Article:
Then, a more typical endurance run. An hour at a more recognisable speed, one the best-trained fully-human runners might manage - certainly nothing anyone would find too impossible, out of context. But she nonetheless slowed whenever police happened near by.
7:00am. Back to the hostel, for the allotted four minute shower. Re-up her bunk on the way in. She tried to think of it as boot camp, or aircraft carrier duty. It felt more like prison.
7:15am. Into her best outfit. If you're going to war with records, best to look like you've got some standing - even if you've been had so many doors slammed in your face that you've developed a ranking system.
7:30am. Breakfast. A century-old cafe tucked into a still-older building on the border between Westminster and Pimlico, high density, high fat, but low cost and they don't skimp on the bangers. She loved it the first three weeks, liked it the next three. This was week nine.
8am. The library. The librarians knew her well at this point, and were kind, assuming without saying that she was some sort of homeless, and probably undocumented, passport or no passport. Electronic refiling of the same sets of requests and documentation that somehow just kept going missing. (Sorry, miss, there's just no sign of it. Why don't you submit it again? ) Research, trying to find something, any case like hers, that might get her a day in court - anything that might get her heard.
Noon. Lunch. A second workout - it's Wednesday, so the corporate-sponsored free weights session; next one would be Friday. On Tuesdays and Thursdays, it's Parks Fitness. Mondays and Saturdays, anything she could find online. Sundays, parkour out on the east end, no one she could really talk to, but the closest she'd found to friends so far.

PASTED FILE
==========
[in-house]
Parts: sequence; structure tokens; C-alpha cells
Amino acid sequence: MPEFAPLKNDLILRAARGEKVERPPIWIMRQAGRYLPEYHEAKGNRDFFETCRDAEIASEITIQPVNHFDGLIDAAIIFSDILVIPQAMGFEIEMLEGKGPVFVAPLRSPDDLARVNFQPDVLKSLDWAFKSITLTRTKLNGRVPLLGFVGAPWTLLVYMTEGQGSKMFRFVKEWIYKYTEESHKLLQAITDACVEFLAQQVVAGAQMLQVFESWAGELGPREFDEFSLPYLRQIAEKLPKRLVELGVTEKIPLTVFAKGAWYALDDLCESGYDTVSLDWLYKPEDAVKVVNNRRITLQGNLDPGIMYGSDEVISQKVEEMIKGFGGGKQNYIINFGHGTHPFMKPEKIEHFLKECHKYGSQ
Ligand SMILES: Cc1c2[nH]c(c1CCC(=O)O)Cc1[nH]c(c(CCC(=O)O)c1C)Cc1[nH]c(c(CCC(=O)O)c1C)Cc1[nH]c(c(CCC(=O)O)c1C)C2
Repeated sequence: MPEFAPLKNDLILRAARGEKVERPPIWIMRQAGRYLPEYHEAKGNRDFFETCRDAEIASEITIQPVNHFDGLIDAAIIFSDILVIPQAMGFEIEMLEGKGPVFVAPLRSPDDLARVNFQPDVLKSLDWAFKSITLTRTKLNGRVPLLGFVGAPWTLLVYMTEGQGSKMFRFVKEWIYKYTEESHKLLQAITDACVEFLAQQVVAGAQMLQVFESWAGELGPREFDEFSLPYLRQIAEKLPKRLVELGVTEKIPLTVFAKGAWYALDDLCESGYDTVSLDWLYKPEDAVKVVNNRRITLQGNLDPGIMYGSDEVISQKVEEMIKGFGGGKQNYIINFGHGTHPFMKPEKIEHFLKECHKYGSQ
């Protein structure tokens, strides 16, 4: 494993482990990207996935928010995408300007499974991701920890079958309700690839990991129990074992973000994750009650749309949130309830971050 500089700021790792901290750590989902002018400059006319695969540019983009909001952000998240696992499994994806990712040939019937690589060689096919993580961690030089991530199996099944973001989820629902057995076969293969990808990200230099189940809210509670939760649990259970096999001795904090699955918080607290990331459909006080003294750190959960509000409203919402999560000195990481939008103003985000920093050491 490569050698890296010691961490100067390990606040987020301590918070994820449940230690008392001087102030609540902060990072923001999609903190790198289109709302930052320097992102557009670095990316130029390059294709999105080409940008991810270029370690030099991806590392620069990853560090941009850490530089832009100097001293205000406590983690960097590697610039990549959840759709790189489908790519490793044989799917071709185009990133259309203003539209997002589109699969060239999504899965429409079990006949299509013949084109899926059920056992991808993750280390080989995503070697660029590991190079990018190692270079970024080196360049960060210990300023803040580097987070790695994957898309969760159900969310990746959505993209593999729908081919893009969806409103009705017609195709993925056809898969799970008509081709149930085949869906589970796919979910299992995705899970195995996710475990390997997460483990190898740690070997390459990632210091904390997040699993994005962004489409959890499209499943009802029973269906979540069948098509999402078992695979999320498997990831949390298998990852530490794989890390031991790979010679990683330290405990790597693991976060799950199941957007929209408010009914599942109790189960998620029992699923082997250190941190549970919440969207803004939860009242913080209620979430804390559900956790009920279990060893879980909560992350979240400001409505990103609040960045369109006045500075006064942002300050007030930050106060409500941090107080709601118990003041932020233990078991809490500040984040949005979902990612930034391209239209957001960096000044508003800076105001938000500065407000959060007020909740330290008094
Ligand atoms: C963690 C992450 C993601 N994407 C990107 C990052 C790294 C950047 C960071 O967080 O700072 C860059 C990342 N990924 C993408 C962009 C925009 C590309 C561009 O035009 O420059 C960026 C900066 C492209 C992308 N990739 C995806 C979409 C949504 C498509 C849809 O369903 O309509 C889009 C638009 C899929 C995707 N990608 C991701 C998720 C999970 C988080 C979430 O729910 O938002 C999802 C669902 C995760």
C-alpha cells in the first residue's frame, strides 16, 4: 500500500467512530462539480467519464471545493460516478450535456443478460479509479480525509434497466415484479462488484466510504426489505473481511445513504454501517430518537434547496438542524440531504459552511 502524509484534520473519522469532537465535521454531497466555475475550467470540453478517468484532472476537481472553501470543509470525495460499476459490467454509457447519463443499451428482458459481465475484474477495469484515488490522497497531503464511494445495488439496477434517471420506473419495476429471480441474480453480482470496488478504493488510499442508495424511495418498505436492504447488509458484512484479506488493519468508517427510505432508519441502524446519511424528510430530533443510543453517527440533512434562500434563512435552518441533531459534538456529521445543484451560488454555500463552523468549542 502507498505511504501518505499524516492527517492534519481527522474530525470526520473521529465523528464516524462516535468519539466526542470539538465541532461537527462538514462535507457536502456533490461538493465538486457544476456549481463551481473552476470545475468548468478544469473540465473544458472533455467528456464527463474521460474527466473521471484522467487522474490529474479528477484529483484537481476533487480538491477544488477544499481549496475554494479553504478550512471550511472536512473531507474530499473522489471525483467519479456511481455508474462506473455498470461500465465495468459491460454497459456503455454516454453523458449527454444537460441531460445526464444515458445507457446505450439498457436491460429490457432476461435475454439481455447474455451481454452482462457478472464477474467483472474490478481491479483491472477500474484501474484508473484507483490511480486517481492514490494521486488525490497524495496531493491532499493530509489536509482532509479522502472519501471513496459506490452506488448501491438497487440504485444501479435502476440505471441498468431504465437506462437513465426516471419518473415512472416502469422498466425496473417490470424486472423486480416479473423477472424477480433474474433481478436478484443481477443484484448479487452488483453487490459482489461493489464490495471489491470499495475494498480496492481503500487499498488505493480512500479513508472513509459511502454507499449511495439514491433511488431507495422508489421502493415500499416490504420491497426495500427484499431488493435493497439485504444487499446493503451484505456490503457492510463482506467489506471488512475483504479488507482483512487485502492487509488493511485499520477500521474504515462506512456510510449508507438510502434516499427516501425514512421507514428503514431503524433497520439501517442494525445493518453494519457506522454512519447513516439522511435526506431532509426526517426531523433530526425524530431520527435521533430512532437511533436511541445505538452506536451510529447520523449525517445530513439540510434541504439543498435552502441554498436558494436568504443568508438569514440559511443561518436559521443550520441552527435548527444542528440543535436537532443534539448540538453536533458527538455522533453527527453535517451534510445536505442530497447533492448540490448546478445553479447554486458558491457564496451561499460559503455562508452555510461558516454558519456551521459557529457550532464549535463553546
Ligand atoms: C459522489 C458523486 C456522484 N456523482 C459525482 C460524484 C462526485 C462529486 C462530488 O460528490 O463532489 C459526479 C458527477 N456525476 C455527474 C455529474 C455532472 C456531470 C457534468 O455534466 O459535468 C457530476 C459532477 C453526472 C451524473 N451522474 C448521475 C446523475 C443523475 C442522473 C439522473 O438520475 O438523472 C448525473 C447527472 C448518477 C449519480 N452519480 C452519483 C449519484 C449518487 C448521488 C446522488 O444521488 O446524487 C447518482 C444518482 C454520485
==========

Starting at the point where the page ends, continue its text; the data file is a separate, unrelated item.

13:30. Another attempt at her should-be MP's office; barred at the door, as usual. Another attempt at Council - more forgiving, but nothing they can do - "not if it's a military matter, sorry luv." She knew better at this point to show up at a Forces station. One office visit followed another followed another, all about the same, one too-familiar blur after another.
16:45. Immigrant rights groups, free legal aid meeting, round six. Sincere, but - she's not an immigrant. And their legal assistance team are as confused as she was until ten days ago, when she ran into Imogen again, Imogen, who picked her up by the collar and slammed her against the wall and said in a low but deadly voice, "are you following me? are you following me? i don't know what you think you want but the word has gone out, you are a poison and i will not lose my career being seen with you. i don't know you. i never did. never get near me again" before storming away, diving into the nearest cab that would take her, gone almost before even Tracer could think, ...what just happened?